New Zealand’s biggest city is blessed with a sub-tropical climate. The Hauraki Gulf Marine Park sits on Auckland’s doorstep and encompasses 1.2 million hectares of coast and sea, with more than 50 islands dotting its waters.
There are several different ways to experience these islands. You could vary your city break with a quick dash over to one of Auckland’s nearby islands – Waiheke is only half an hour on the ferry, or extend your stay for several weeks and embrace the beach-bum lifestyle, as you scour the Hauraki Gulf by boat and light aircraft for your favourite patch of white sand.
Here are the top three of Auckland’s islands.
- Waiheke Island
- Waiheke Island by Daniel Chodusov
It’s hard to believe, when standing at the ferry port in downtown central Auckland, that you are only half an hour away from a slice of sub-tropical paradise. Waiheke evokes comparisons of Mediterranean islands with its olive groves and vineyards, a pleasing contrast with its distinctly pacific feel, of palm-fringed white sand beaches.
A thriving artist community exists on the island and many studios are open for browsing. Other land activities range from hiring a scooter or bike and ex
ploring the island, to ziplining across the treetops. Water babies and water sports enthusiasts are lured into Waiheke’s warm waters to free dive, paddle-board, kayak, swim and sail.
Waiheke’s proximity to Auckland has made it a favourite with tourists and locals looking for short weekend getaways. The population of the island swells from 8,000 to 50,000 during summer. Accommodation is plentiful and varied. Our vacation rentals on Waiheke consist of rustic beach houses to modern apartments with sea views.
Completely different to Waiheke, Tiritiri Matangi is an open wildlife sanctuary. The primary aim of the sanctuary is the conservation of native New Zealand birds. Guided walks are available with 360 Discovery from the wharf up to the lighthouse – the oldest working lighthouse in New Zealand. Guides will point out native trees and identify, from birdsong, native New Zealand birds.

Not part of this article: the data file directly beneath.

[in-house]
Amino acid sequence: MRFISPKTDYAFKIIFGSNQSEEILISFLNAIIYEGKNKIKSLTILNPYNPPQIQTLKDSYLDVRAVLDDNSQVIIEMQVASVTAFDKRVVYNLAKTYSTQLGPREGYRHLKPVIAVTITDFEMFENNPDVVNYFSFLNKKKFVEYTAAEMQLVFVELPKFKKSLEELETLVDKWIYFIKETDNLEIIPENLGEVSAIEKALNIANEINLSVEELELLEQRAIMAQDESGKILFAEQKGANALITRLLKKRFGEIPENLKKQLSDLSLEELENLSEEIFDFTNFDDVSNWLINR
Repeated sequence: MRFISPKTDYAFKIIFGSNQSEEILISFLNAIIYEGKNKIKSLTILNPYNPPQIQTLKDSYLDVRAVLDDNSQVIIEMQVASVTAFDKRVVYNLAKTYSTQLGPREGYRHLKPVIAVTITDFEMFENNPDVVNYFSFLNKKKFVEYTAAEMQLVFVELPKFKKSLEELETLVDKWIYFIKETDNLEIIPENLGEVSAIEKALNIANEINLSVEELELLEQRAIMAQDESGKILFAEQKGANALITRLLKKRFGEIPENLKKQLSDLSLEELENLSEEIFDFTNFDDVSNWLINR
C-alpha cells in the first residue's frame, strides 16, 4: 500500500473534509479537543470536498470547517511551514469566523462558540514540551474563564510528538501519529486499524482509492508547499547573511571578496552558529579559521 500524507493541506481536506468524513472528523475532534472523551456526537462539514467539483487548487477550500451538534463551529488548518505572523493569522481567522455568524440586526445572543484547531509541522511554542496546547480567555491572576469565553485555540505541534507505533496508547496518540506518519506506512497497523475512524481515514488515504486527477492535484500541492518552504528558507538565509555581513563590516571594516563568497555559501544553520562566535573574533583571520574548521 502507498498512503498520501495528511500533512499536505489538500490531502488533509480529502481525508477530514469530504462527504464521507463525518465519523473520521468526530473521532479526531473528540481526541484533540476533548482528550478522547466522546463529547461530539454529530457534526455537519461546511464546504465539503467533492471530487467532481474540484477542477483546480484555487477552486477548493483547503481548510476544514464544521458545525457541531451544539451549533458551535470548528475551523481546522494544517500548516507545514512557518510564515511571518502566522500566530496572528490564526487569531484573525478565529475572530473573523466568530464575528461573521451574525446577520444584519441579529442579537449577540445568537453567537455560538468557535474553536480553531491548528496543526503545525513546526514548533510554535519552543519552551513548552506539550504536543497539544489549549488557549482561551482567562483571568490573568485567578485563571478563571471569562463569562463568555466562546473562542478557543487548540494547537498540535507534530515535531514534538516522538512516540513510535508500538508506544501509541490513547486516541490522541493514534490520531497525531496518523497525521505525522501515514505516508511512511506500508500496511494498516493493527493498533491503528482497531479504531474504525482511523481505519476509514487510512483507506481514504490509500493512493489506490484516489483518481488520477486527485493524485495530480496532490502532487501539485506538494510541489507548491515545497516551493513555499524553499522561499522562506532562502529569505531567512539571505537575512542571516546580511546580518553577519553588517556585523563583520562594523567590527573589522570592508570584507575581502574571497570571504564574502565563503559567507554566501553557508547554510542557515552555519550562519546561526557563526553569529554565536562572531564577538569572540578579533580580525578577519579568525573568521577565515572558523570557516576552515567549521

The visitor centre is a hive of information. Take a stop here to learn about the complex biodiversity and history of the island.
Ferries can be caught from downtown Auckland. You can make it a day trip or stay overnight at the basic bunkhouse. You will need to book ahead and bring sleeping bags. All ferries are met by Department of Conservation rangers who will brief you on arrival. Strict conditions exist for how you bring food onto the island, in a bid to avoid the introduction of rodents.
Great Barrier – Aotea
The rugged isolation of Great Barrier prompted the BBC to film the Castaway here. It is an unspoilt paradise with sweeping golden beaches, lush native forests and crystal clear waters. The topography of the island lends itself perfectly to exploration with its coves, inlets and cliffs. Grab a kayak or don the walking shoes and experience this untouched island. Well-formed walking tracks will lead you to hot springs, waterfalls and secluded swimming holes.
The island is purposefully undeveloped. There are no street lights so bring torches, though there are some pubs and cafes if the desire for civilisation strikes.
The Department of Conservation takes care of more than half of the island and provides campgrounds and backcountry huts for island explorers. AlwaysOnVacation also has a beautiful range of holiday homes, beach houses and cottages, where you can drink in the sunset and revel in the remoteness of this island splendour.